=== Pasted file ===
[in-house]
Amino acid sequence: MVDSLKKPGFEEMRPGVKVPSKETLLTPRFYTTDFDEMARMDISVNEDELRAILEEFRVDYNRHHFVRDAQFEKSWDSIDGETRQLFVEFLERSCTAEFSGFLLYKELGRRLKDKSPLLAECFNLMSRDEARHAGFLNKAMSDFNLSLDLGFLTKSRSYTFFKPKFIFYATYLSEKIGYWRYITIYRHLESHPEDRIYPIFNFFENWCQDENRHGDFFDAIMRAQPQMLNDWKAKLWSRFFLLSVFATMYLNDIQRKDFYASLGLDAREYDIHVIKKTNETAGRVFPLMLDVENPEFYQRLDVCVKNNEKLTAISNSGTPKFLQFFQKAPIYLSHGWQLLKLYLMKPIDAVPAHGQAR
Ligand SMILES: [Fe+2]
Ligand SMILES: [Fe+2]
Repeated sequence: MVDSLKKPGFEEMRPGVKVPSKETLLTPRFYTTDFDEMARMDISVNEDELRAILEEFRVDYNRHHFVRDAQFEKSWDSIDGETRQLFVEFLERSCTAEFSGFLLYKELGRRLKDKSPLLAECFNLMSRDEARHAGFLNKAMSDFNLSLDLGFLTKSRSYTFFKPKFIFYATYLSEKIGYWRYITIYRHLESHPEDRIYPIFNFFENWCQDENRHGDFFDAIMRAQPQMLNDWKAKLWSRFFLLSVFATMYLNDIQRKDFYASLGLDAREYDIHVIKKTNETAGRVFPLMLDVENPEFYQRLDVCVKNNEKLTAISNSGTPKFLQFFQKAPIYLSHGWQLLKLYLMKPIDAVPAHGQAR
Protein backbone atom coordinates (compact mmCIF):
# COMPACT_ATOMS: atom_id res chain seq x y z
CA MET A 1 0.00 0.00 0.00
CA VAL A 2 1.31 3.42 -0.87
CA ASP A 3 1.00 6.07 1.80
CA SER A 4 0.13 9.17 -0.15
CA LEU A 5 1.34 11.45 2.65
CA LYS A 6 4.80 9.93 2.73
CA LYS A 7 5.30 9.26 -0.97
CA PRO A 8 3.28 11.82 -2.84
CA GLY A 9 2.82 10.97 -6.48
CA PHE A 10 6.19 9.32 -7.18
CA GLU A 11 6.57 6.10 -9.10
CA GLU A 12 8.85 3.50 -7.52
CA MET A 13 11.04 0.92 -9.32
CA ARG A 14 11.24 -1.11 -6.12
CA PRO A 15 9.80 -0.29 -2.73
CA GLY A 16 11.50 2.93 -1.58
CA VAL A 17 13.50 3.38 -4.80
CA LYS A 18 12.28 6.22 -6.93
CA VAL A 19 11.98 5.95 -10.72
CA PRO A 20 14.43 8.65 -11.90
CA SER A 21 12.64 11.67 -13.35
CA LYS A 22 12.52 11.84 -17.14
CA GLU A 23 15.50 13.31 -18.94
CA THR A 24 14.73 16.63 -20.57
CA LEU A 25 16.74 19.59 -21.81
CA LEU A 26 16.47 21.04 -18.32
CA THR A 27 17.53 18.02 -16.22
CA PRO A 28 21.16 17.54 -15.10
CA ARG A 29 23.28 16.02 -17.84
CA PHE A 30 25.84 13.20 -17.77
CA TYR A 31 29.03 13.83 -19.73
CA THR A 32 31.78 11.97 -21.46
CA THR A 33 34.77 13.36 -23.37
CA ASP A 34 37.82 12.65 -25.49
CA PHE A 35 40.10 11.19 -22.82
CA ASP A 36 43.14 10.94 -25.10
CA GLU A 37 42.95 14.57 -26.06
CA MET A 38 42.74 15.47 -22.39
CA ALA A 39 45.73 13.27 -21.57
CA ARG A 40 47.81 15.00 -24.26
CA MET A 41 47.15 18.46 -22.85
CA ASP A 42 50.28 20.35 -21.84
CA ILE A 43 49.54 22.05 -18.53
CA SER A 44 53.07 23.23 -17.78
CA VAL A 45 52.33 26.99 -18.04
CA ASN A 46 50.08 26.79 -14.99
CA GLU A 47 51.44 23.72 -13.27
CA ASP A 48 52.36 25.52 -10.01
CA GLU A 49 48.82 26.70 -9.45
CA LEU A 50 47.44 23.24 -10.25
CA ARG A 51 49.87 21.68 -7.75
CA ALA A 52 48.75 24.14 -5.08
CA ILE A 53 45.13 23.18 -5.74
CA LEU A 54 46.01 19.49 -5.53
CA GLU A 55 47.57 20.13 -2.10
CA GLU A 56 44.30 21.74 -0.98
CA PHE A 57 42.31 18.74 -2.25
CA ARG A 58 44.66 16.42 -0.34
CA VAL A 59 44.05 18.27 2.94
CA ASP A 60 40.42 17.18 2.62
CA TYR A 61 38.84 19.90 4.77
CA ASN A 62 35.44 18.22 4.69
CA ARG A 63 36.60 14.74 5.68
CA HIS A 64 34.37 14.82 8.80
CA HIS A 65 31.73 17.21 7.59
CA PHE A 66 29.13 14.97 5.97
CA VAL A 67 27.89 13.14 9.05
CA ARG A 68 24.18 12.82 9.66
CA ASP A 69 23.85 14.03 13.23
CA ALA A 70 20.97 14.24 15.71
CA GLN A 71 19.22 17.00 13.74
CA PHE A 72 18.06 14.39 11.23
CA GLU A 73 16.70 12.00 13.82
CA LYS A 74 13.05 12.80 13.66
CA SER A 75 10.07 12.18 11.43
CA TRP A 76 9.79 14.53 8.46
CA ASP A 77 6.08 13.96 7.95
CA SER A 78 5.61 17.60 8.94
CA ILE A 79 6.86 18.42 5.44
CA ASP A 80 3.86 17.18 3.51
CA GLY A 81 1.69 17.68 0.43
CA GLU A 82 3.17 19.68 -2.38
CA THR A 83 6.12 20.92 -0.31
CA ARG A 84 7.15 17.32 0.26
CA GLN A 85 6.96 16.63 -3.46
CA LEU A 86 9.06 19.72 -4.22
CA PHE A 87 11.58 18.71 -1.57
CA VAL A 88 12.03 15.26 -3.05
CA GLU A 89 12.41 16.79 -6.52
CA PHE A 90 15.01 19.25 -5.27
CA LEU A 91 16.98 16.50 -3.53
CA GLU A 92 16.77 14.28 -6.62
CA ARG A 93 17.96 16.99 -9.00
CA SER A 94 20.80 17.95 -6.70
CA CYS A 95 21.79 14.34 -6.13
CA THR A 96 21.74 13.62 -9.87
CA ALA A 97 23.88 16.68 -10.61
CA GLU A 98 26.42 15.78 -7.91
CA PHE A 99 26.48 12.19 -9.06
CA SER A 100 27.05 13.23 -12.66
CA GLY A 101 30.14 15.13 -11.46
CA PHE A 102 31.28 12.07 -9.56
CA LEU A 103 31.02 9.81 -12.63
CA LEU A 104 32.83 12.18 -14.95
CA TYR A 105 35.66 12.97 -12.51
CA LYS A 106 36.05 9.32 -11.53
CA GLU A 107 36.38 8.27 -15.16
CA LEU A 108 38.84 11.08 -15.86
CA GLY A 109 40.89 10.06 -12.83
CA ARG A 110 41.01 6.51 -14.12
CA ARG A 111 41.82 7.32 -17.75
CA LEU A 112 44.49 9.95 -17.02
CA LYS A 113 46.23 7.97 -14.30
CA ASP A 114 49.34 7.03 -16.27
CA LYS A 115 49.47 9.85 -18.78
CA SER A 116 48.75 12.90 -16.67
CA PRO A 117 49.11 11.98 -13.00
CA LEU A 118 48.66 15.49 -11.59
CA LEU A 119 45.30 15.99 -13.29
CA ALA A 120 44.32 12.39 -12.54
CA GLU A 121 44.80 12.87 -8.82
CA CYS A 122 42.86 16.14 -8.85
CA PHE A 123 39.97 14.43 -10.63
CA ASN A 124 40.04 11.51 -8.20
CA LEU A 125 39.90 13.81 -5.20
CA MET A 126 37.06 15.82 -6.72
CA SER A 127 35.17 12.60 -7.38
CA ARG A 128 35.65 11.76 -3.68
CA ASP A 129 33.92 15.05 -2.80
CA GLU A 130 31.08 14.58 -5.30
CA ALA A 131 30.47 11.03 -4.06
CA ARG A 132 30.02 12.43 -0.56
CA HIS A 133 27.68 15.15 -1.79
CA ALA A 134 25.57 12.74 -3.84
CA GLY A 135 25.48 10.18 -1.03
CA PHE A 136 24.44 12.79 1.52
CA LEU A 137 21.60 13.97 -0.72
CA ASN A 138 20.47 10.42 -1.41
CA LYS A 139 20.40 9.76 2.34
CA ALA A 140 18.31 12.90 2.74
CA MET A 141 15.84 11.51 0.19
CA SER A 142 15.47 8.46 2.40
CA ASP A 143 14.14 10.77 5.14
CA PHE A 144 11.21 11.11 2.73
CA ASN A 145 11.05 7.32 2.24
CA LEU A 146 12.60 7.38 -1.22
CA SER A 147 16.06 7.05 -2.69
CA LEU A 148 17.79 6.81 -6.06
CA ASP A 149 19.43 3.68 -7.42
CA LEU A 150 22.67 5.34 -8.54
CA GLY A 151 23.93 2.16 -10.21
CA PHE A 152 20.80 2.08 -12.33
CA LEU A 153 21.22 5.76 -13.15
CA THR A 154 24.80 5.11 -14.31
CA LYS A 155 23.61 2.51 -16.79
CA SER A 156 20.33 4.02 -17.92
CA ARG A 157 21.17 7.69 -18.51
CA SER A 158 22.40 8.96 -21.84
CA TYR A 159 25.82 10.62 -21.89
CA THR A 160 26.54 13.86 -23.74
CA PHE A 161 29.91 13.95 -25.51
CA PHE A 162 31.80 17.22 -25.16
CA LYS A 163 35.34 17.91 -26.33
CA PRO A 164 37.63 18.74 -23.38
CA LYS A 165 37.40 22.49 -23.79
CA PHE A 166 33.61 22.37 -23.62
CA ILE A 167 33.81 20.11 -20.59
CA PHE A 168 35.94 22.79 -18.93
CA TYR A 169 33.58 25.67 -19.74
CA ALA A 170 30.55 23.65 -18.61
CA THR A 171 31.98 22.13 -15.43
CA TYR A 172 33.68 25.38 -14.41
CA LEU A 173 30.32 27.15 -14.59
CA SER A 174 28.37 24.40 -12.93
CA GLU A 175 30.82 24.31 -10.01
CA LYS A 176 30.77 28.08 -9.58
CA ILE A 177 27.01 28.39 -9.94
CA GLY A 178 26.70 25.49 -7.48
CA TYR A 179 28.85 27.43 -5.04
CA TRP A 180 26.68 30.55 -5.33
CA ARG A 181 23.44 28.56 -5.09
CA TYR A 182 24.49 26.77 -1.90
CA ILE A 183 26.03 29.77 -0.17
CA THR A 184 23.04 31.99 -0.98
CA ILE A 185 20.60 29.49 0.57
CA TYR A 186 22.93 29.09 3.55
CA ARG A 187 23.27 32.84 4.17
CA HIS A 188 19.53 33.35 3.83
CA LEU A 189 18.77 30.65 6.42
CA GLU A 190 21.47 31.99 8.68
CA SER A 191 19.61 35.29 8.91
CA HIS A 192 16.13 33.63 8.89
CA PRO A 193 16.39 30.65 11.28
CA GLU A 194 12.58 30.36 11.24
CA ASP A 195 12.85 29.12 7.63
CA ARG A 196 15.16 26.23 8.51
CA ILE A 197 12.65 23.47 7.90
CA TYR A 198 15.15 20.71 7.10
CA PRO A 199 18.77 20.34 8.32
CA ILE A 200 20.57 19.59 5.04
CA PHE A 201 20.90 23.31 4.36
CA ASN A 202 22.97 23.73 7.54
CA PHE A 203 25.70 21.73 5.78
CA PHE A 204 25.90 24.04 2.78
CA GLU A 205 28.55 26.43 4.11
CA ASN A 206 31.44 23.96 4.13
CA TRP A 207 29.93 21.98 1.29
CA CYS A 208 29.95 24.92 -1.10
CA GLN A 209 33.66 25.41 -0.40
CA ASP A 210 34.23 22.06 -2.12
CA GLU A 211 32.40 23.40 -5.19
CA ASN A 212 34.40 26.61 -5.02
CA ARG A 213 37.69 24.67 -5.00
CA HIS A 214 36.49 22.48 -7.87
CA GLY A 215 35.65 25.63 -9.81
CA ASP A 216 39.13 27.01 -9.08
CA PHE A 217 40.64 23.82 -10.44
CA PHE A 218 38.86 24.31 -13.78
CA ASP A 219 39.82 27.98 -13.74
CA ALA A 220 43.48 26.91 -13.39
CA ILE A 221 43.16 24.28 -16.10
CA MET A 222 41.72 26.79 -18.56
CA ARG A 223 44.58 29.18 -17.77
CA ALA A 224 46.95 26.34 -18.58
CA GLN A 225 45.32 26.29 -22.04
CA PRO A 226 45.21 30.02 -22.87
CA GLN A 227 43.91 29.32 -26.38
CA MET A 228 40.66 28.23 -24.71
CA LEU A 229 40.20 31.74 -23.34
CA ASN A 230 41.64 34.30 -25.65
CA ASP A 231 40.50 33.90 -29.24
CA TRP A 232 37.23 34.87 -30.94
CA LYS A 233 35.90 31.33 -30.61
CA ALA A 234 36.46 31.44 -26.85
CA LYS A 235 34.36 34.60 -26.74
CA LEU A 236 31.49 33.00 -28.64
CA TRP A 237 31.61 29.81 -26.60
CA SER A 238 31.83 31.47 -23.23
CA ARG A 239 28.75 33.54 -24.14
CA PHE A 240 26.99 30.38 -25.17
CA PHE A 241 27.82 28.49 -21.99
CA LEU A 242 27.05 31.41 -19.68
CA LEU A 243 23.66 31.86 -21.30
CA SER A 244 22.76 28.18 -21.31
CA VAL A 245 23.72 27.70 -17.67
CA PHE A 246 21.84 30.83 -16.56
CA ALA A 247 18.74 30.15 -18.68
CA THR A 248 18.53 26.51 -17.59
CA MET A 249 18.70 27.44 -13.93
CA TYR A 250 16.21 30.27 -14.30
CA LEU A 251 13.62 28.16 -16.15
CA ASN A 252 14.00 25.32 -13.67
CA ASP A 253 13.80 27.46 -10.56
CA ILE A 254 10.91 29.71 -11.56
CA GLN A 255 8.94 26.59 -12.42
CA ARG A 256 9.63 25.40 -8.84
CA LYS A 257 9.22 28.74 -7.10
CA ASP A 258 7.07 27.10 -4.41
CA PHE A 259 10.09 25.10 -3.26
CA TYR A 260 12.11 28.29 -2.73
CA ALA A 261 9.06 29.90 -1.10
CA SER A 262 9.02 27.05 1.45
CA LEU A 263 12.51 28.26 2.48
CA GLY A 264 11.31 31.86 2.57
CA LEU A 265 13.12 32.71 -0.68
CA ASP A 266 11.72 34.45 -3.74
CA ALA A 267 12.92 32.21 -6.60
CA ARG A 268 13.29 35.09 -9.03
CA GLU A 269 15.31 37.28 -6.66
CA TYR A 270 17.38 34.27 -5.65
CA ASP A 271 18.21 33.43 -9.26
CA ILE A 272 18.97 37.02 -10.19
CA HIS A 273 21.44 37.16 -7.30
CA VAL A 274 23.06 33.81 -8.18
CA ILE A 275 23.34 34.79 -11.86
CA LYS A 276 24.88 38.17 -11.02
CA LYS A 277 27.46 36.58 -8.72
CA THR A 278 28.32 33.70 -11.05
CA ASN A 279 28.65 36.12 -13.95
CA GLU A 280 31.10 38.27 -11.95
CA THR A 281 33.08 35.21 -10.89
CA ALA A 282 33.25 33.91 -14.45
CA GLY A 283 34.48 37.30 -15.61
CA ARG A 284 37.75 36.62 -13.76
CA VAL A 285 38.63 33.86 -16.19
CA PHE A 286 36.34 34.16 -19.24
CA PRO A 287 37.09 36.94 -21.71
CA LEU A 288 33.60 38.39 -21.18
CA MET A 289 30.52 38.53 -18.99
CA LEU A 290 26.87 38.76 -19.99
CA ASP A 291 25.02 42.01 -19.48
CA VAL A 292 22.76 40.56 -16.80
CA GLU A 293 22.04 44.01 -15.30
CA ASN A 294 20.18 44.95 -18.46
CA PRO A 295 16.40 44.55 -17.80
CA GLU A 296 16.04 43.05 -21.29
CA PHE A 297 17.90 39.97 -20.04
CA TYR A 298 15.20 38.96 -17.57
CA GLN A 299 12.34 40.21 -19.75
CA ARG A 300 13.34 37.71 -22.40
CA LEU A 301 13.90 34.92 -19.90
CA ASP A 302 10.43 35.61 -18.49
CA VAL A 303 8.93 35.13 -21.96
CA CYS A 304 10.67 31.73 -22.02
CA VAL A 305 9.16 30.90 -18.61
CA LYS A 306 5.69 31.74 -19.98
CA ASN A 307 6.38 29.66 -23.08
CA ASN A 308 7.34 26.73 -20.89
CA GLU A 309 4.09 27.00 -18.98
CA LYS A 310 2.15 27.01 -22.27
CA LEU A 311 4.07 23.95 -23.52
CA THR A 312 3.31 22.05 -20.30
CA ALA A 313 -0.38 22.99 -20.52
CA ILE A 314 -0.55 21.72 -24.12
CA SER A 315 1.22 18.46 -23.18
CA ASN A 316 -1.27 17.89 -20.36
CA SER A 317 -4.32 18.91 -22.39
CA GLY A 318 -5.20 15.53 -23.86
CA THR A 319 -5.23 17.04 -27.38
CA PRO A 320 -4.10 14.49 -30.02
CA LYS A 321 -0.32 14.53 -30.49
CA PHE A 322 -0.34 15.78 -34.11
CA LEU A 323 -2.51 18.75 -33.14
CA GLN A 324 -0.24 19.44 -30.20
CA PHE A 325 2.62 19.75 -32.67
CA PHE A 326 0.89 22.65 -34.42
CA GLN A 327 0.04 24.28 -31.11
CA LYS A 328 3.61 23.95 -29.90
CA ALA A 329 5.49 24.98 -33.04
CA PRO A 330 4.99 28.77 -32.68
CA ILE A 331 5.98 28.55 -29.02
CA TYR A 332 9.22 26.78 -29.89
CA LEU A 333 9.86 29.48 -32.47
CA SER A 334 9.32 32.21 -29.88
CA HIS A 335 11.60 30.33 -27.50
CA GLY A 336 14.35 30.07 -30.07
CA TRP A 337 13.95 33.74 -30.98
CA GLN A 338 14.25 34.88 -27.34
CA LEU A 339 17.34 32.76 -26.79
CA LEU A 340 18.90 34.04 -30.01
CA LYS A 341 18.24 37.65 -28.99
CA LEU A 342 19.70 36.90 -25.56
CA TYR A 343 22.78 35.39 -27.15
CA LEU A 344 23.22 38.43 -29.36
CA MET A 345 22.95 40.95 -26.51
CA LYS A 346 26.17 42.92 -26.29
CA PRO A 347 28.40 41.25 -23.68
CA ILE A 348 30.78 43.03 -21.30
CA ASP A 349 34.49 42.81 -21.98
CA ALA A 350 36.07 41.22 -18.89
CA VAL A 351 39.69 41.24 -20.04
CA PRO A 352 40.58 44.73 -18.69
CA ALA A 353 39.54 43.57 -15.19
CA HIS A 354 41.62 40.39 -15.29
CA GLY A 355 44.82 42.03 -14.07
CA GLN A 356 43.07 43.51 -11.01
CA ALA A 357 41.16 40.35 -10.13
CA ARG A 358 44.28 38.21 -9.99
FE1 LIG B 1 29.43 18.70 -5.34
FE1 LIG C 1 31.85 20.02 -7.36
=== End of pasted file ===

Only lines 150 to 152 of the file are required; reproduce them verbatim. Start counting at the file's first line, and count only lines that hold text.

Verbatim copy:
CA ASP A 143 14.14 10.77 5.14
CA PHE A 144 11.21 11.11 2.73
CA ASN A 145 11.05 7.32 2.24